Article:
I guess one value of the poll was simply to reinforce the priority of music here, and that the gear does not always have to be the latest, newest shiniest object. This in some ways, is what the hobby was in its roots-- hobbyists kludging together older or modest stuff and making it work well.
Yeah very true. Then you have the sort of obsessive collectors that have way more music than can be listened to in a lifetime. Once I learned to play an instrument and then play in live settings, I realized I got way more mileage from each individual record than I used to.
You've got a point there !
I voted 50 - 50. It’s impossible to quantify. It depends on your tastes. If you are into a wide range of music you may really want spend loads on music. I’ve found the more I improve my system the more I want to listen and the more music I want to buy.
I didn't want to be the one to say this, but that pretty much sums it up.
A large collection lead me to better gear.
90% Music 10% Gear
Voted 50/50 because there isn't a 100/100 option... which is to say I don't think there is a certain percentage. I purchase music media on a whim and generally without restriction (and perhaps, only sometimes, slight hesitation). Mostly, music media purchasing is a "free for all" throughout the year. Gear purchases are far more thought out, even obsessed over for months (even years), and likely executed after some sort of bonus/dividend pay out and/or tax refund. I prefer not to really see or feel the impact of a large purchase. Since the recession, I've been very stingy and deliberate about large gear expenditures (pretty much anything over 2 or 3 hundred). As such, I probably spend the same amount of money on both media and gear each year.
The poll’s passed the 100-vote mark... a thank you to everyone who’s participated.
The median vote continues to be 60/40 records/system, though both extremes are fairly well-represented too, records more than system though.
A couple of posters brought up an interesting point that I hadn’t paid much attention to, which is that a super-large record collection gets weird after awhile.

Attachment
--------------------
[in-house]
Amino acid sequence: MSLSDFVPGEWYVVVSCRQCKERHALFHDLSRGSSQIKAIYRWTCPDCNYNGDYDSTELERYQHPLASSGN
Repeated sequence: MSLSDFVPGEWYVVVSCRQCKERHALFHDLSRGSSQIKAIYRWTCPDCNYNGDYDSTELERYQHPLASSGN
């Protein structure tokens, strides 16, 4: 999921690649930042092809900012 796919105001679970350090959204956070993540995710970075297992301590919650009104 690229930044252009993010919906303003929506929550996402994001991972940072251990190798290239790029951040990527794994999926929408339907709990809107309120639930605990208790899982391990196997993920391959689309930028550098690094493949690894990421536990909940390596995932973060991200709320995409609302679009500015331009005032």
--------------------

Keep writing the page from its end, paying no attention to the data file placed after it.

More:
As in, say you have 5000 records. Even if you’re a pretty avid listener, and listen to, say, three albums a night, EVERY night, you are on average going to listen to each album only once every five years.
Never really thought of it that way before, but yeah. Not that I’m a very ‘pro-gear’ guy somehow either.
Having a large collection can also be a lot of fun if your collection spans different genres. You might be in one mood for a few months and a different one a few months later. It's also fun rediscovering things you haven't pulled out in awhile. Even with 4,000+ CDs and 1200 LPs I still find time to listen to albums and relisten to albums without such a large gap. Things go in and out of "rotation" so to speak.
I have bought so many components in my life. I have 4 systems. But if I were to make a quick guess at the retail cost of my current main system it would be around $12-$15K. I have 5000 CDs and that would be around $50K total. So my advice is to buy the best system you can afford and then by records or CDs for the rest of your life. It is not like you buy everything all in one swoop.
But it would be an interesting thought experiment. Imagine that, for whatever reason, you found yourself with nothing in the way of media and gear. The insurance company, or the wish-granting genie, has provided you with exactly the original retail value of the media and equipment that you had until it disappeared so mysteriously. The only catch is that it must be spent on recorded music and playback equipment. How would you spend it? Ah...never mind-- don't want to threadjack....
No, actually, it is quite interesting...